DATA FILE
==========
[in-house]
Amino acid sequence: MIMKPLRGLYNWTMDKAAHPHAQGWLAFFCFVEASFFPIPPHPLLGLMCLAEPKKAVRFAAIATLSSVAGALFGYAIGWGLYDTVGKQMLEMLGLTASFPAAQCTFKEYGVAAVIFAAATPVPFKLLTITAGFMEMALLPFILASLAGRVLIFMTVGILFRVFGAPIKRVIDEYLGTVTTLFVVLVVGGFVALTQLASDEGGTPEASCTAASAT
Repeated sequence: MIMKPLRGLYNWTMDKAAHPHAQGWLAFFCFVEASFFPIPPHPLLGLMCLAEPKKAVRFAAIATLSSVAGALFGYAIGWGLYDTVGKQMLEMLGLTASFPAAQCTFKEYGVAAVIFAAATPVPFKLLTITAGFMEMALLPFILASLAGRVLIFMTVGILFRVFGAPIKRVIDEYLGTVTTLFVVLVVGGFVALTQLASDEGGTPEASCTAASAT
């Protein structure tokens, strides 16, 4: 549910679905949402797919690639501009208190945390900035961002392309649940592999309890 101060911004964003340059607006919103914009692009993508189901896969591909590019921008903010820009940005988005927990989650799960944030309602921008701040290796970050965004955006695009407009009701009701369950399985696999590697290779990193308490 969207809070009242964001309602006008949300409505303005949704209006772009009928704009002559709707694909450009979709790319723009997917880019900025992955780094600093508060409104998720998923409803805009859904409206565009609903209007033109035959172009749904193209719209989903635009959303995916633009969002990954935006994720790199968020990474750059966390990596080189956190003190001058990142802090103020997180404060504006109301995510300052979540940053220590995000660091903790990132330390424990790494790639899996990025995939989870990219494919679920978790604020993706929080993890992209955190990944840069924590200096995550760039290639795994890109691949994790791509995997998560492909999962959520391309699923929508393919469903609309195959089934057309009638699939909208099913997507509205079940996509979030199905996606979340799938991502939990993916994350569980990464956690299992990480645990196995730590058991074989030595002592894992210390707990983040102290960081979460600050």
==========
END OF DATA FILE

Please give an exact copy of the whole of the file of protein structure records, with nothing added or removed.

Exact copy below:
[in-house]
Amino acid sequence: MIMKPLRGLYNWTMDKAAHPHAQGWLAFFCFVEASFFPIPPHPLLGLMCLAEPKKAVRFAAIATLSSVAGALFGYAIGWGLYDTVGKQMLEMLGLTASFPAAQCTFKEYGVAAVIFAAATPVPFKLLTITAGFMEMALLPFILASLAGRVLIFMTVGILFRVFGAPIKRVIDEYLGTVTTLFVVLVVGGFVALTQLASDEGGTPEASCTAASAT
Repeated sequence: MIMKPLRGLYNWTMDKAAHPHAQGWLAFFCFVEASFFPIPPHPLLGLMCLAEPKKAVRFAAIATLSSVAGALFGYAIGWGLYDTVGKQMLEMLGLTASFPAAQCTFKEYGVAAVIFAAATPVPFKLLTITAGFMEMALLPFILASLAGRVLIFMTVGILFRVFGAPIKRVIDEYLGTVTTLFVVLVVGGFVALTQLASDEGGTPEASCTAASAT
């Protein structure tokens, strides 16, 4: 549910679905949402797919690639501009208190945390900035961002392309649940592999309890 101060911004964003340059607006919103914009692009993508189901896969591909590019921008903010820009940005988005927990989650799960944030309602921008701040290796970050965004955006695009407009009701009701369950399985696999590697290779990193308490 969207809070009242964001309602006008949300409505303005949704209006772009009928704009002559709707694909450009979709790319723009997917880019900025992955780094600093508060409104998720998923409803805009859904409206565009609903209007033109035959172009749904193209719209989903635009959303995916633009969002990954935006994720790199968020990474750059966390990596080189956190003190001058990142802090103020997180404060504006109301995510300052979540940053220590995000660091903790990132330390424990790494790639899996990025995939989870990219494919679920978790604020993706929080993890992209955190990944840069924590200096995550760039290639795994890109691949994790791509995997998560492909999962959520391309699923929508393919469903609309195959089934057309009638699939909208099913997507509205079940996509979030199905996606979340799938991502939990993916994350569980990464956690299992990480645990196995730590058991074989030595002592894992210390707990983040102290960081979460600050």